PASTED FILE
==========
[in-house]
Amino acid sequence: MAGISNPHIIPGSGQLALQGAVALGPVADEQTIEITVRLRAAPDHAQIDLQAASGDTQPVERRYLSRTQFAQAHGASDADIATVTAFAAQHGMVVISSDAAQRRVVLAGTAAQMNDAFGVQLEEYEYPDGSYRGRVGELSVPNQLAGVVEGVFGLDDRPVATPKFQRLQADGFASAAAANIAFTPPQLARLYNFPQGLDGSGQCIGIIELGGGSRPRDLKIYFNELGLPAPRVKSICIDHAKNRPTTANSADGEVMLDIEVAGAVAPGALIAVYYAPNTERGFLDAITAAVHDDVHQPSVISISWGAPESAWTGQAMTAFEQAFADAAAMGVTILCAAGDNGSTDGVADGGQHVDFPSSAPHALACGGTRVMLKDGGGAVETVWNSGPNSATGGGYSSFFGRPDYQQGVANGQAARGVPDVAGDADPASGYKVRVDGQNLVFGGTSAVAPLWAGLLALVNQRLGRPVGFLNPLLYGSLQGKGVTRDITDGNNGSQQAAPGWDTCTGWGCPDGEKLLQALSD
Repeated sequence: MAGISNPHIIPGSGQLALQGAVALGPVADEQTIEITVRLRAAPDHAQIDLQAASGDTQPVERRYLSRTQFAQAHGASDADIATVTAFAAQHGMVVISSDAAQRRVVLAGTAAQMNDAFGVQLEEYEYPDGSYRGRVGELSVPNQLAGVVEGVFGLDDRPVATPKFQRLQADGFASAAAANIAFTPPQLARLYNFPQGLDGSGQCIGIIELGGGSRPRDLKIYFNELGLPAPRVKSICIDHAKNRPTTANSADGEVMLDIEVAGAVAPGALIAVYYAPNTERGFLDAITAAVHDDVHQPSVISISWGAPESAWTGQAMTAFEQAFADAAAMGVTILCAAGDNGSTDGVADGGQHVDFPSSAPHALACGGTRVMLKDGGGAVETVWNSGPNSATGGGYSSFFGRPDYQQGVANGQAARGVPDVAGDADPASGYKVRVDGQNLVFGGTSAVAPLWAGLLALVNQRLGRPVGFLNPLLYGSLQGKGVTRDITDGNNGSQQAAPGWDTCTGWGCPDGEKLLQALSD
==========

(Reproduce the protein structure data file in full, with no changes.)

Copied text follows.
[in-house]
Amino acid sequence: MAGISNPHIIPGSGQLALQGAVALGPVADEQTIEITVRLRAAPDHAQIDLQAASGDTQPVERRYLSRTQFAQAHGASDADIATVTAFAAQHGMVVISSDAAQRRVVLAGTAAQMNDAFGVQLEEYEYPDGSYRGRVGELSVPNQLAGVVEGVFGLDDRPVATPKFQRLQADGFASAAAANIAFTPPQLARLYNFPQGLDGSGQCIGIIELGGGSRPRDLKIYFNELGLPAPRVKSICIDHAKNRPTTANSADGEVMLDIEVAGAVAPGALIAVYYAPNTERGFLDAITAAVHDDVHQPSVISISWGAPESAWTGQAMTAFEQAFADAAAMGVTILCAAGDNGSTDGVADGGQHVDFPSSAPHALACGGTRVMLKDGGGAVETVWNSGPNSATGGGYSSFFGRPDYQQGVANGQAARGVPDVAGDADPASGYKVRVDGQNLVFGGTSAVAPLWAGLLALVNQRLGRPVGFLNPLLYGSLQGKGVTRDITDGNNGSQQAAPGWDTCTGWGCPDGEKLLQALSD
Repeated sequence: MAGISNPHIIPGSGQLALQGAVALGPVADEQTIEITVRLRAAPDHAQIDLQAASGDTQPVERRYLSRTQFAQAHGASDADIATVTAFAAQHGMVVISSDAAQRRVVLAGTAAQMNDAFGVQLEEYEYPDGSYRGRVGELSVPNQLAGVVEGVFGLDDRPVATPKFQRLQADGFASAAAANIAFTPPQLARLYNFPQGLDGSGQCIGIIELGGGSRPRDLKIYFNELGLPAPRVKSICIDHAKNRPTTANSADGEVMLDIEVAGAVAPGALIAVYYAPNTERGFLDAITAAVHDDVHQPSVISISWGAPESAWTGQAMTAFEQAFADAAAMGVTILCAAGDNGSTDGVADGGQHVDFPSSAPHALACGGTRVMLKDGGGAVETVWNSGPNSATGGGYSSFFGRPDYQQGVANGQAARGVPDVAGDADPASGYKVRVDGQNLVFGGTSAVAPLWAGLLALVNQRLGRPVGFLNPLLYGSLQGKGVTRDITDGNNGSQQAAPGWDTCTGWGCPDGEKLLQALSD